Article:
Every single dealing we had with airport and airline staff at was so rife with inconsistent information that at the end of the day, even the nice employees didn't know what the hell they were talking about. We kept getting different answers to our questions.

We purchased those plane tickets fair and square. We were there on time and in spite of the blizzard up north, we should've been on this flight. This happened because American Airlines did not have its shit together, period.

I'm young and can handle this, but you broke my parents' hearts. They are in their seventies and they dreamed of spending Christmas with my brother and his wife. It was all about being there on Christmas Eve. They fucking planned this trip since September, for pete's sake! You have lost some great customers who have been faithfully using your airline for European trips ten years plus and counting. You can't reimburse us for the disappointment, can you?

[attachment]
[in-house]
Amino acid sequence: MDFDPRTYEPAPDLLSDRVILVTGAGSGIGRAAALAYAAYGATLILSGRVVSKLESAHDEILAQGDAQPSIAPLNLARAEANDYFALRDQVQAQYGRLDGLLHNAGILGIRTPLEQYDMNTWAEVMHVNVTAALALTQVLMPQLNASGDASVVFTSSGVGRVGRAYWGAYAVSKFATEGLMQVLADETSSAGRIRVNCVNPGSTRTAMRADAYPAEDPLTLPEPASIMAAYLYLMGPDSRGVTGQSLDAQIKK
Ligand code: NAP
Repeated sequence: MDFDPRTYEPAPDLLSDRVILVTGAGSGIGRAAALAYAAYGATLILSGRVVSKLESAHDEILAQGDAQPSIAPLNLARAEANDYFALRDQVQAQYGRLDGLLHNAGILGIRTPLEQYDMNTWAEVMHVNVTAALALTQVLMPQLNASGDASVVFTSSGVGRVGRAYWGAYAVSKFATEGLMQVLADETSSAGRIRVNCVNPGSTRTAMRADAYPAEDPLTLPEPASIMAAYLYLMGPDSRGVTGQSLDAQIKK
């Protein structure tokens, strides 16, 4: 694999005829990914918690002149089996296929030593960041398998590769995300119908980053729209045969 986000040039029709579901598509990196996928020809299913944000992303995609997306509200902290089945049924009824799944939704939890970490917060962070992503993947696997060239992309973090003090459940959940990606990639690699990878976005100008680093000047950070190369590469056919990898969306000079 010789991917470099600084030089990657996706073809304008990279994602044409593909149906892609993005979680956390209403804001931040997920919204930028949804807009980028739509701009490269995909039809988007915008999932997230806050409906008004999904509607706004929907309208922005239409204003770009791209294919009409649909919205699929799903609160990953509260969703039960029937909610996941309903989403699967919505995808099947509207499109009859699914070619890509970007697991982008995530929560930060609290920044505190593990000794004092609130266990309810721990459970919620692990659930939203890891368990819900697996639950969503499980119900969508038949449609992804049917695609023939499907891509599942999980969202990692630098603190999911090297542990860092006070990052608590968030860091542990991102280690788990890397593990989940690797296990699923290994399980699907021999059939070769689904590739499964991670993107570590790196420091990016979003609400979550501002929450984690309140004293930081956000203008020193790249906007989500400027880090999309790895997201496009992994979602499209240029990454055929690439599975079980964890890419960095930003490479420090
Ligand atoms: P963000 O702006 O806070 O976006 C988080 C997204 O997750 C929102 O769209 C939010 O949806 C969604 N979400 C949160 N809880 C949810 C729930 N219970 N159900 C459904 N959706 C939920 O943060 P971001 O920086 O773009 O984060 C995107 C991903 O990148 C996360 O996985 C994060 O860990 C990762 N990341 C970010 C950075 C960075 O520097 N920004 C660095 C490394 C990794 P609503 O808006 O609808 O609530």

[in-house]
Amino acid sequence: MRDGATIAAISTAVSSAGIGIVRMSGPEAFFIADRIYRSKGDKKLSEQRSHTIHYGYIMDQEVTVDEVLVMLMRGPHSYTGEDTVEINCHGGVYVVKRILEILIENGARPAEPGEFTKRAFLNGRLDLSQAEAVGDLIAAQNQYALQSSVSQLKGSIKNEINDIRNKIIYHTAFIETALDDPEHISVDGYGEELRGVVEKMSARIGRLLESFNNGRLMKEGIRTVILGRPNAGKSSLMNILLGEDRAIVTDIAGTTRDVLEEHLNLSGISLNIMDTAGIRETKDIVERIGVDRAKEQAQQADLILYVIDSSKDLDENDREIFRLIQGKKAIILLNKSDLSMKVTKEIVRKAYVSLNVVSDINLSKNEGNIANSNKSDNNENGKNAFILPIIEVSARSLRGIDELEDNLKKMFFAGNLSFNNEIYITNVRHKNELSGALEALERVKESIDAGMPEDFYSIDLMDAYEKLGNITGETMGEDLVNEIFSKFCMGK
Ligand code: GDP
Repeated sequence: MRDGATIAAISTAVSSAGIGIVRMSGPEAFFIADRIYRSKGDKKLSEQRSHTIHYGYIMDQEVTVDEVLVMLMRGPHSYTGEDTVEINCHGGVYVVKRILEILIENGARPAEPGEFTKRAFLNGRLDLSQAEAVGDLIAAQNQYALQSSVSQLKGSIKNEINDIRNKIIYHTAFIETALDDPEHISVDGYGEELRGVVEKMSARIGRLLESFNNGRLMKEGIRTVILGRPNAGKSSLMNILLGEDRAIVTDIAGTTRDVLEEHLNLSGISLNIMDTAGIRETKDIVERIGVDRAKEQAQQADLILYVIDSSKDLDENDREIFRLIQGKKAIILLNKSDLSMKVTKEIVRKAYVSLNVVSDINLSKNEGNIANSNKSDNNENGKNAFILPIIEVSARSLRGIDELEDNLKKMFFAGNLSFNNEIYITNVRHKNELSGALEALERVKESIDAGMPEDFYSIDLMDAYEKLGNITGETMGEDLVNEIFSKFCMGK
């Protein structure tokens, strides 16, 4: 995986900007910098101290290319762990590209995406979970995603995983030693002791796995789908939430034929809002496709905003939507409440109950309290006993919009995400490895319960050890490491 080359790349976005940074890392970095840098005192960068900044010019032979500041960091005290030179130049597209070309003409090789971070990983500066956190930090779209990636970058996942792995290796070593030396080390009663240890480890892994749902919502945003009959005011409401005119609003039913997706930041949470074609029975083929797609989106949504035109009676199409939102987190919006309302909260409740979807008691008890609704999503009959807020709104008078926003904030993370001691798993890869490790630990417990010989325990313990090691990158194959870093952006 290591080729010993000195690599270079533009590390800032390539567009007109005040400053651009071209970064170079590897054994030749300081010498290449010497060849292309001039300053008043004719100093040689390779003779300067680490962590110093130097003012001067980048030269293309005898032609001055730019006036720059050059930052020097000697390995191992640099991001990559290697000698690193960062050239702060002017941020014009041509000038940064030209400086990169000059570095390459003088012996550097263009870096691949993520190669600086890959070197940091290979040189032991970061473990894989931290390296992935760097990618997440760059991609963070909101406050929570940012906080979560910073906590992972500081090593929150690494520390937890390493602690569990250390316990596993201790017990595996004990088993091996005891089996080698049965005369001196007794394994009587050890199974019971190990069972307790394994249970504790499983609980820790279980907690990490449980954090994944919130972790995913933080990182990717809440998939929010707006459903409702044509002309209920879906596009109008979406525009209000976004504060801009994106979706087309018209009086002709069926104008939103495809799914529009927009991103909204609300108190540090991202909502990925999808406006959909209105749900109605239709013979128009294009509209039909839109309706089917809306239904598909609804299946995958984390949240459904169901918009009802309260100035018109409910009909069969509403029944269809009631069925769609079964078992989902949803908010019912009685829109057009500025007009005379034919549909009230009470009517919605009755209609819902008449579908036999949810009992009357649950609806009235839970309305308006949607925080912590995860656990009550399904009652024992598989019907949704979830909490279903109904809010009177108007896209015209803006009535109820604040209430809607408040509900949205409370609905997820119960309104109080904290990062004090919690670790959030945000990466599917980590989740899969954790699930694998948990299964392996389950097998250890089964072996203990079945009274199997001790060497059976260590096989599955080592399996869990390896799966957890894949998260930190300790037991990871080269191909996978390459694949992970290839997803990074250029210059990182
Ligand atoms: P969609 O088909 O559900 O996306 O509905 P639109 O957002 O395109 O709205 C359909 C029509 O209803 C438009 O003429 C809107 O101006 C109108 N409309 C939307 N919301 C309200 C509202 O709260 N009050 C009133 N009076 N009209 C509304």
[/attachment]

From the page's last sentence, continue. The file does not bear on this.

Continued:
And you couldn't have picked a better person to piss off, American Airlines. I'm a forum editor and writer at Miami's premiere travel website, Miami Beach 411, where I have already bitched about your airline's incompetence. Millions of people visit that website and thousands of people trust my opinion.

Wow. I am all for being a nice person and supporting prosperity in business, but when you shit on me and my family, I gotta tell it like it is.

So, American Airlines, don't let the door hit your ass on the way out. And as for you, Miami International Airport, that's a whole other blog post.

Saturday, December 19, 2009

Back to Miami, Part 4: Lazy Days in Florida